China went the extra mile to increase domestic value addition by investing in research and developing technical capabilities to become a key player in manufacturing high-tech components, from primarily being an assembler. With this approach, it took China 40 years to achieve exports worth $900 billion!

Sanjeev Keskar, founder and CEO, Arvind Consultancy“We must shift our focus to ‘higher value addition,’ which can be accomplished by developing a local component manufacturing ecosystem, contributing 40% of the value, and investing in local IP and technology development, which adds another 30%.”

Sanjeev Keskar, Industry Expert and
former Managing Director, Arrow Electronics, India

 

If we compare the starting points of India, China, and Vietnam in the electronics sector, the East-Asian countries possessed a more robust manufacturing base and export-oriented industries from the outset, only after which they built a competitive domestic ecosystem and technical capabilities. This ultimately resulted in higher participation in global value chains, increasing their share of domestic value addition in exports. On the other hand, India had to focus on skill development and workforce training to meet the demands of the electronics industry.

Competing with Chinese global value chains worth $900 billion seems like a fool’s errand, but India has been taking significant steps to establish a competent domestic manufacturing ecosystem, in the form of incentives and developing electronics manufacturing clusters. The question is, how effective are these schemes in increasing local value addition?

The Catch-22 of PLI

To catch up with the success of China and Vietnam, the Indian government introduced the production-linked incentive (PLI) scheme for mobile phones and large-scale electronics manufacturing, with mobile phones being the ‘belle of the ball’.

As a part of her Budget 2024 speech, Finance Minister Niramala Sitharaman announced that mobile phone production in India had increased from 58 million units valued at about ₹189 billion in 2014-2015 to 310 million units valued at over ₹ 2,750 billion in the last financial year, as a result of various government initiatives, including the phased manufacturing programme. The PLI for IT hardware has benefitted companies such as Dell, Optiemus Electronics, Dixon, Bhagwati Products, etc. The PLI for the large-scale electronics manufacturing (LSEM) sector has attracted leading global players, including Foxconn, Samsung, Pegatron, Rising Star, and Wistron, while leading domestic companies, including Lava, Micromax, Optiemus, United Telelinks Neolyncs, and Padget Electronics, have also participated in this scheme.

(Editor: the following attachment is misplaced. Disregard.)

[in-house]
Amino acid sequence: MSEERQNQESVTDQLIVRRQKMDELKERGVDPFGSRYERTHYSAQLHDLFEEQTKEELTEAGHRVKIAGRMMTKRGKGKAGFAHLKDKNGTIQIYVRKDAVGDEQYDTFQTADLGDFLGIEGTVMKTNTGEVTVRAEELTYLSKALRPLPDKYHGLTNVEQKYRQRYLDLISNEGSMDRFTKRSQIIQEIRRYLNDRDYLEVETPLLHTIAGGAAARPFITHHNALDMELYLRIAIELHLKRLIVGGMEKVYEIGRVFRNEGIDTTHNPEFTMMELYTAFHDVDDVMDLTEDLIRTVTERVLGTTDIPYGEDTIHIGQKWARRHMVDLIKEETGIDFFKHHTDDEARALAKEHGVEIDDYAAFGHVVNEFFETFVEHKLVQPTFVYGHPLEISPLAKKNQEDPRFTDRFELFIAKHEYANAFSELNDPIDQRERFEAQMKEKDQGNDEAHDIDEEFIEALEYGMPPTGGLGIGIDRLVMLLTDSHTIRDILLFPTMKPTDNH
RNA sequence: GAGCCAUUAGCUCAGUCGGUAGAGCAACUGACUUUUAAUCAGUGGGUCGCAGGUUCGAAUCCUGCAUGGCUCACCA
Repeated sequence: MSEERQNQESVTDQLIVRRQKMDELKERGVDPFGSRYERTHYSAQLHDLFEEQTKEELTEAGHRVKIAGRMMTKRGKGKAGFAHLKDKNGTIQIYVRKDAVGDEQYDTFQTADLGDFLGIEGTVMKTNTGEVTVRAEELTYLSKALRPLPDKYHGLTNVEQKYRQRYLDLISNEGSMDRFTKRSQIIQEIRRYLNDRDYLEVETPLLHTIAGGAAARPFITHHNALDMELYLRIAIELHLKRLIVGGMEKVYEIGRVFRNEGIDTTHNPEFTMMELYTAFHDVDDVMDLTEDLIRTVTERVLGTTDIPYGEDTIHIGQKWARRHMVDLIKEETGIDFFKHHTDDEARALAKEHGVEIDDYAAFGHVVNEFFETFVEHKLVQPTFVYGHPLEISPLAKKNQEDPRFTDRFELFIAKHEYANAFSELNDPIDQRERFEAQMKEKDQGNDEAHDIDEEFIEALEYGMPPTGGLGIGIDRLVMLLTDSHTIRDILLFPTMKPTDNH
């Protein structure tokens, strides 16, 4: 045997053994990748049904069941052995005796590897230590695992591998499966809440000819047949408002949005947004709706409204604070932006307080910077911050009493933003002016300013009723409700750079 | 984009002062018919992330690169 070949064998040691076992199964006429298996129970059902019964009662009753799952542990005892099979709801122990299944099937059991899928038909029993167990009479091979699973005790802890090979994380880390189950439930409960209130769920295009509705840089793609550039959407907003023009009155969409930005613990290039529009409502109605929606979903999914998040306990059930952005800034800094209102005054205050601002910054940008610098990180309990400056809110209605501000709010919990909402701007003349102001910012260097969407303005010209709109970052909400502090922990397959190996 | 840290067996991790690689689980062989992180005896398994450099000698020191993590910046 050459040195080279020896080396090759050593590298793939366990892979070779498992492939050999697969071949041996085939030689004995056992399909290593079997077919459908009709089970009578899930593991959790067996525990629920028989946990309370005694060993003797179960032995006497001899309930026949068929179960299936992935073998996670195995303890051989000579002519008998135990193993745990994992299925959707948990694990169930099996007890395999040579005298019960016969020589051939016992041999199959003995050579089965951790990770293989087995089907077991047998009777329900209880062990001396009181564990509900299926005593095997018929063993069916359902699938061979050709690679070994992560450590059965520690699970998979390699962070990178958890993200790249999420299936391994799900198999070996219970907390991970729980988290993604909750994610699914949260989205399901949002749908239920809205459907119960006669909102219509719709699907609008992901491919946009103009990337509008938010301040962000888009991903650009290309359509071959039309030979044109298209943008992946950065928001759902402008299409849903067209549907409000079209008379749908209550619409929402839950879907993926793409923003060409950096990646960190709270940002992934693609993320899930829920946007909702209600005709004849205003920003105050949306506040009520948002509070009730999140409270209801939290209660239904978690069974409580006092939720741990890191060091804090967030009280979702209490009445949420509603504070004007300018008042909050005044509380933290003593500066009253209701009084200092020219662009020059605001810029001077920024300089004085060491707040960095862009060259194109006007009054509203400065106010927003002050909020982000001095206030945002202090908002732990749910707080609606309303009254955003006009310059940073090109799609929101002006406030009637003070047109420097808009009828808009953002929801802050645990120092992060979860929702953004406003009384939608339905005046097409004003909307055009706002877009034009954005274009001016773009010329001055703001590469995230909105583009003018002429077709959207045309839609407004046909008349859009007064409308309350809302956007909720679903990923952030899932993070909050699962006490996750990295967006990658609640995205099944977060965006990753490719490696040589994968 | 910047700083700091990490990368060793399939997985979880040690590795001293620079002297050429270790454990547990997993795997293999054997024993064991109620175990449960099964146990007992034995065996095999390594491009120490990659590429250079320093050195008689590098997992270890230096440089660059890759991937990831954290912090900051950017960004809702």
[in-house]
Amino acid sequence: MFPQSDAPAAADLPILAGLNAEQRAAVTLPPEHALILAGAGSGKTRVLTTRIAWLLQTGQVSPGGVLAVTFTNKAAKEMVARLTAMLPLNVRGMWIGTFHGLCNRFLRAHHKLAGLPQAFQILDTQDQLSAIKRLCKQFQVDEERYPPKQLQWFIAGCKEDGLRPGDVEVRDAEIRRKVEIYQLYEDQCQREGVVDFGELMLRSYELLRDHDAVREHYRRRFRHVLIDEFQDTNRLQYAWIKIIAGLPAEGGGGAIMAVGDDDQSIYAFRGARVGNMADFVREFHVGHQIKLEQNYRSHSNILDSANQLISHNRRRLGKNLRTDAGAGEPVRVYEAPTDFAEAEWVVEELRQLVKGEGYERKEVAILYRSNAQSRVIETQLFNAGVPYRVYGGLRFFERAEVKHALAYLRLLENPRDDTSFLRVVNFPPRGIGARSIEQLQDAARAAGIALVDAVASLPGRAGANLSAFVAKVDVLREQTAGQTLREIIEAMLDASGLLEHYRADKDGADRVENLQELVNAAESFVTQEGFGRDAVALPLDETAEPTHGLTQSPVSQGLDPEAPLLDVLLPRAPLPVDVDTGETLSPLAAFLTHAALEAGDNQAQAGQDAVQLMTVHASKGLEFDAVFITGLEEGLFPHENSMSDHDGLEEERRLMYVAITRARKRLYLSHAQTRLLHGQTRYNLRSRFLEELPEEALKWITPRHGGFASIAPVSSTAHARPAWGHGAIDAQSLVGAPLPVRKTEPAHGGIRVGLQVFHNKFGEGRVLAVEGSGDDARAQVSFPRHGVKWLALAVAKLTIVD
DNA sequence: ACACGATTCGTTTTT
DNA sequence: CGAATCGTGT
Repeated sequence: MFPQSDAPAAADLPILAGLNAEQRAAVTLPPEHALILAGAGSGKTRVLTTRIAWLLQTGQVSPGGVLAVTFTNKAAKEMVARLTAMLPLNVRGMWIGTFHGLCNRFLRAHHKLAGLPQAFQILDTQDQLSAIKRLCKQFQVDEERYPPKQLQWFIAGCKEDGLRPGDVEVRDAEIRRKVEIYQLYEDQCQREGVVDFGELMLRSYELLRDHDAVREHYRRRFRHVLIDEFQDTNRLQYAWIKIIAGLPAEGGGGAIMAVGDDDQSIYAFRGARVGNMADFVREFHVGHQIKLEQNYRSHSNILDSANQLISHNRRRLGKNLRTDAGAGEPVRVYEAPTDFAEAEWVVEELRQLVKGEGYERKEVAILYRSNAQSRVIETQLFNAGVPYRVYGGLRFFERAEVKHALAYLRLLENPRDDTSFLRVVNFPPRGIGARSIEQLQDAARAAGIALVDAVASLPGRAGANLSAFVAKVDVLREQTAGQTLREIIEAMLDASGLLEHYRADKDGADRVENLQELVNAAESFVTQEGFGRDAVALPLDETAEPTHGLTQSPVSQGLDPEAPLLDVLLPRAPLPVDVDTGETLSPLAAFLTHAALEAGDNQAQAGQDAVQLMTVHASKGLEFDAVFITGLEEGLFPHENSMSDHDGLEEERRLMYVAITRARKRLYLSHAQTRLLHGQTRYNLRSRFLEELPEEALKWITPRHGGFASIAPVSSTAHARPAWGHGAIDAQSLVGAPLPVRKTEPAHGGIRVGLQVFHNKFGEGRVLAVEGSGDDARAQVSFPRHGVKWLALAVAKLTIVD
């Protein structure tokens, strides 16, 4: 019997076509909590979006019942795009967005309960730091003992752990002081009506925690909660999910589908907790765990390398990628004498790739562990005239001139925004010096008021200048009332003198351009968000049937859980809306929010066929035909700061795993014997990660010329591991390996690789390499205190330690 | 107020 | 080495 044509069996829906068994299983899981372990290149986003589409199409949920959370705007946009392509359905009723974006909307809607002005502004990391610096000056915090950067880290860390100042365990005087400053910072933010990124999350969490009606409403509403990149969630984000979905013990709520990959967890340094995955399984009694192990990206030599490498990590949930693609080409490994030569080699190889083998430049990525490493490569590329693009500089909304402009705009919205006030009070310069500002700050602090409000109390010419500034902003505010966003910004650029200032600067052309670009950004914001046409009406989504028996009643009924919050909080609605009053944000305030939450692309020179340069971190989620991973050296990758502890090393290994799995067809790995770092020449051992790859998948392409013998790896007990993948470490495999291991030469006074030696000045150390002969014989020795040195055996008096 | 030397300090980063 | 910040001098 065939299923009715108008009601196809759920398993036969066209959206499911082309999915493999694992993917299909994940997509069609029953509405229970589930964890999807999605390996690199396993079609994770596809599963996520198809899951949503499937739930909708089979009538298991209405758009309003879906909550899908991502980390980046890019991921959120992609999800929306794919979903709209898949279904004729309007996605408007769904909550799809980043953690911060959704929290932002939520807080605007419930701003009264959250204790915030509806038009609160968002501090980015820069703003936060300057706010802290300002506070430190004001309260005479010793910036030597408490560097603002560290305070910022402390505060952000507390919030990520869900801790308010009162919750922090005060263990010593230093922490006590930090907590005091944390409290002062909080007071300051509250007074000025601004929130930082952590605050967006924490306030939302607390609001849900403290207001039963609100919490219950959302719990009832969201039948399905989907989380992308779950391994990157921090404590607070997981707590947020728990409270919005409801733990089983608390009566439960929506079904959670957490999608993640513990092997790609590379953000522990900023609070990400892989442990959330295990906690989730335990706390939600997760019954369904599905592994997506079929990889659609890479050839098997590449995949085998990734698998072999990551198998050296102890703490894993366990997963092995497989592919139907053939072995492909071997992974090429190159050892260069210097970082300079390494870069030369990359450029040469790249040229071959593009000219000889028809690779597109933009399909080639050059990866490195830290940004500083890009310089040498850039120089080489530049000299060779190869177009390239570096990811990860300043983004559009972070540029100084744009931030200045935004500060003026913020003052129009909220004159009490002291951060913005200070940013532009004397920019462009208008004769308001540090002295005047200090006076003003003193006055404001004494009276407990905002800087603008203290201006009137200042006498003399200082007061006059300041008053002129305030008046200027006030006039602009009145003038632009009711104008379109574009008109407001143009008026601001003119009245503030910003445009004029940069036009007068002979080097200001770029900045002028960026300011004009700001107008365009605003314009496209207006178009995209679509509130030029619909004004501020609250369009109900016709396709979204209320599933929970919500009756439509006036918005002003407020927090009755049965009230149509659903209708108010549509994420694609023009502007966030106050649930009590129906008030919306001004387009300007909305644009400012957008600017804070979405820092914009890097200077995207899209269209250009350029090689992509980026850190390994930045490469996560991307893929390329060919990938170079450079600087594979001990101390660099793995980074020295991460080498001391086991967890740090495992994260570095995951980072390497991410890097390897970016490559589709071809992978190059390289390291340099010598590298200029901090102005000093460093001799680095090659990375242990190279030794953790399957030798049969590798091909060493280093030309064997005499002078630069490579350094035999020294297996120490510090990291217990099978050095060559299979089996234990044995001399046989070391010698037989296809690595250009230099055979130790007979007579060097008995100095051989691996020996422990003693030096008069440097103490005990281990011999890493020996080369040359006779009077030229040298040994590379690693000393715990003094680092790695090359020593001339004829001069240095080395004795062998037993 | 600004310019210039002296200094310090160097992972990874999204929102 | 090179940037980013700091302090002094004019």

Despite the whopping numbers for mobile phone exports, India relies heavily on imports for crucial components. The scheme prioritises assembly of mobile phones over manufacturing the complete-knockdown (CKD) kit in India. In addition, it is no secret that the incentive implies that the government pays all manufacturers in India—irrespective of nationality—6% of a phone’s invoice price, coming down to 4% in the fifth year for every incremental unit produced in India. This, along with the tax incentives, power, and land subsidies offered by the state governments, amount to a mammoth expenditure on the State’s part. However, the question remains—How much value is added to India through this expenditure?

To answer that question, we dive deeper into the pool of numbers. Reports from the Electronics Industries Association of India (ELCINA) show that the import dependency has reduced from 60% to 40%. Out of the total $120 billion worth of electronics products demand, almost $80 billion was domestically manufactured, while $40 billion were finished goods imports in 2022.